SAN FRANCISCO: May 10, 2006
Protopriest Victor Potapov
“…You Are Living Stones That Are Being Used to Build a Spiritual House.”
(The Role of an Orthodox Parish Today)
And now you are living stones that
are being used to build a spiritual house ,
an holy priesthood, to offer up spiritual sacrifices,
acceptable to God by Jesus Christ. (1 Peter 2:5)
An old Latin saying reads: "A Christian alone is not a Christian.” You cannot be a Christian split off from other believers in Christ who are part of His Church. As Russian theologian Sergei. I. Fudel put it, “The Church is the end of solitude.” 1
Christianity is community. The very word church, in Greek ecclesia , means “assembly,” “convention.” This word was used by the Savior Himself, founder of the Church, and later by His apostles. 2 In this there is unquestionably a succession between the Old and New Testaments. From the day of Holy Pentecost, Christians felt they were the ‘new Israel,' a people called and sanctified by God in Christ.
The New Testament knows no ethnic boundaries; its message is addressed to all people, whatever may be their heritage, language or prior beliefs and traditions. They enter into the Church of Christ, and it is membership in that Church, and not mere acceptance of New Testament teachings, which forms the foundation of their unity with Christ and one another.
The abstract notion of “Christianity” is unquestionably an idea that evolved with the passage of time. The central and fundamental concept was and remains the Church. From the very first days of its existence, the character of Christian teaching has been social, directed at human society. The core content of all the Church's sacraments has always been communal. Their goal is to introduce a person to a new life in the Church and strengthen them in that life. The Church's ultimate goal was and remains to embrace all of society, indeed all of humanity, to a renewing faith in Christ as savior; for the Lord “…will have all men to be saved and to come unto the knowledge and the truth.” 3 To create the Church of Christ is to form society anew, recreating it on a new foundation.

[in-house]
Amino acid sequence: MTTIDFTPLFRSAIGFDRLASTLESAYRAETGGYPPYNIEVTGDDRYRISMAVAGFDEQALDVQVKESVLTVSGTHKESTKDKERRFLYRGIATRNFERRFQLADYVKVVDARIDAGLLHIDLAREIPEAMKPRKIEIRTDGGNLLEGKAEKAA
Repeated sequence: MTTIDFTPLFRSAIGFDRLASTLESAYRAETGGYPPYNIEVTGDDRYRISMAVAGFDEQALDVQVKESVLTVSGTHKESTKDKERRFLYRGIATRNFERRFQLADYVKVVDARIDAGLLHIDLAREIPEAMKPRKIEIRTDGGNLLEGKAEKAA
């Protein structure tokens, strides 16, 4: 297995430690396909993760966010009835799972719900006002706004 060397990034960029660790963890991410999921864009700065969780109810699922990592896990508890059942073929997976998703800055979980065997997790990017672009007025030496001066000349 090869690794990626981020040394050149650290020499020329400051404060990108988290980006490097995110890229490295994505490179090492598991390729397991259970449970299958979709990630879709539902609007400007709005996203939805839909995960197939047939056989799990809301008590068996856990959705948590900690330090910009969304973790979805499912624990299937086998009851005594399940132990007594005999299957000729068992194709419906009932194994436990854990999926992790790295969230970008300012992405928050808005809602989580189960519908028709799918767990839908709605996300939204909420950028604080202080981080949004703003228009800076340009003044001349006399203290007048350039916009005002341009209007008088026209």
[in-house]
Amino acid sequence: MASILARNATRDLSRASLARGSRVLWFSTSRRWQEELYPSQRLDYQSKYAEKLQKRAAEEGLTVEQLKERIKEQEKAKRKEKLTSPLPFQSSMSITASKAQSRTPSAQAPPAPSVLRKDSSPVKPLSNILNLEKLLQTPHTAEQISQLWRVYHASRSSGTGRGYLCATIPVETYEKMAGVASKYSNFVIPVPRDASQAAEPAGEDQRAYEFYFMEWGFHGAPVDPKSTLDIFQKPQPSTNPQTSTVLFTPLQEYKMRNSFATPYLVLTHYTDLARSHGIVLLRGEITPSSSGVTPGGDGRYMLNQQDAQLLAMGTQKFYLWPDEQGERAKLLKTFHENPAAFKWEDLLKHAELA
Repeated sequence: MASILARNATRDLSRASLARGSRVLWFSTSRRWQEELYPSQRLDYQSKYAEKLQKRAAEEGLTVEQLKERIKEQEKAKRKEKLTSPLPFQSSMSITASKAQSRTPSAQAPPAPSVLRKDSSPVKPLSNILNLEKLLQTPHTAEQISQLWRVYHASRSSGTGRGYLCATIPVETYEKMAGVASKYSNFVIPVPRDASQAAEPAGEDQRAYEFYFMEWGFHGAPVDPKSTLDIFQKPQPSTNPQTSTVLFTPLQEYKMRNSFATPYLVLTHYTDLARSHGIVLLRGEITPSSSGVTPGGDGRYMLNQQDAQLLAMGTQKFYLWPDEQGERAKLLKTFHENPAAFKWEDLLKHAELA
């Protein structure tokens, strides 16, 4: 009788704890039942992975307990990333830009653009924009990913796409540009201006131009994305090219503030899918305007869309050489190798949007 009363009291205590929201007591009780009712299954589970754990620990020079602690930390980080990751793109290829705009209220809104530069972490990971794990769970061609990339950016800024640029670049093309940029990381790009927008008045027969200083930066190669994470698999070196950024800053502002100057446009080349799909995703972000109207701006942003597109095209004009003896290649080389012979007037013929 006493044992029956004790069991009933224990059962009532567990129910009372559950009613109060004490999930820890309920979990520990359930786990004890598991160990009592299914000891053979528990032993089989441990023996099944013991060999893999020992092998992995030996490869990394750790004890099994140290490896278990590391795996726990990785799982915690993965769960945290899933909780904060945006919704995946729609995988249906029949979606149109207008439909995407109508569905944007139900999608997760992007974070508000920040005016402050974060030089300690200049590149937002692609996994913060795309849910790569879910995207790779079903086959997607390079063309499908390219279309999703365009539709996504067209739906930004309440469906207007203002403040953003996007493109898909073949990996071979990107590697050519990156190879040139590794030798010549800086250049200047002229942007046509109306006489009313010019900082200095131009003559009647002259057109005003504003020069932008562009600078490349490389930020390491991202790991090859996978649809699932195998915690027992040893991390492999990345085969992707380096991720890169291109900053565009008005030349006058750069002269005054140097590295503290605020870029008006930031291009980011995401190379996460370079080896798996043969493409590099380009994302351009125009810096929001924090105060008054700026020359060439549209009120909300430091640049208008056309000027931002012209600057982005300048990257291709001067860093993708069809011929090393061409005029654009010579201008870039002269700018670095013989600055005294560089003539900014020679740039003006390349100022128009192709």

New Testament teachings always stress the importance of unanimity in spirit and thought among Church members. Communal property and the absence of egoism came naturally to the early Church. 4 The most ancient title Christians used was ‘the brethren'. The Church was called to be the created manifestation of the Divine principle: we distinguish the three persons of the Holy Trinity, but at the same time confess that God is one in His Divine essence.
The call to love God and man is the basis of our faith. 5 This call to love, and the revelation that it is possible, forms an enduring theme throughout the Gospel. True love for God and a readiness to live by His commandments is a difficult task, and egotists are not up to the task. Love for God, the sensation of being a citizen of the Kingdom of God, excludes the thought of a purely personal salvation. The Christian strives not only to save and renew his own soul, but that of loved ones and of all creation.
As SI Fudel writes:
“…The Church starts where, as Christ put it, “two or three are gathered together in His name”. Not where there is one, for love begins where there are “two or three.” Two or three is the first unit of love, and where self and isolation end is there the Church begins.” 6
The Primary Structure of the Catholic Church
The Church of Christ embraces the heavens and the earth, past, present and future, and has an earthly semblance: the parish church. The parish church may be called the primary structure of the Catholic Church.
If, as the Apostle Paul teaches, the Church is the mystical Body of Christ 7 , then the parishes are the small component parts of that great church Body. 8
A human body is composed of many parts with each, no matter how small, having its own purpose and carrying out its own function. All these parts are nourished by the same juices, all beat to the same rhythm and follow the direction of the same soul. They accomplish their purpose in unity and concord with the body as a whole. Just so, the members of a parish must live and act in close unity among themselves and with the whole Church, for our Lord is one: “One Lord, one faith, one baptism, one God and Father of all.” 9
In his epistle to the Christians of Ephesus, St. Paul writes of the Savior: “For He is our peace, who hath made both one…” 10 that is joining that, which was divided, that which was split asunder by sin. Uniting with Christ in the Church's Sacraments returns a person to his original wholeness, making him, in the words of that same Pauline epistle: “of the household of God.”
We are “of the household of God” when we are in the Church, for Christ's Church to this day does God's work in the world. Thus the Church, the body of Christ, is that living organism which stands alone on earth against the growing wave of chaos, evil and division. We—you and I—are members, organs, of the Body of Christ. When the various parts of an organism function smoothly and help one another, the body lives. If one organ standing on its own and forgetting that its purpose is to serve the others, opposes the others, then the whole body ceases to function and becomes a corpse.
The Parish Sanctuary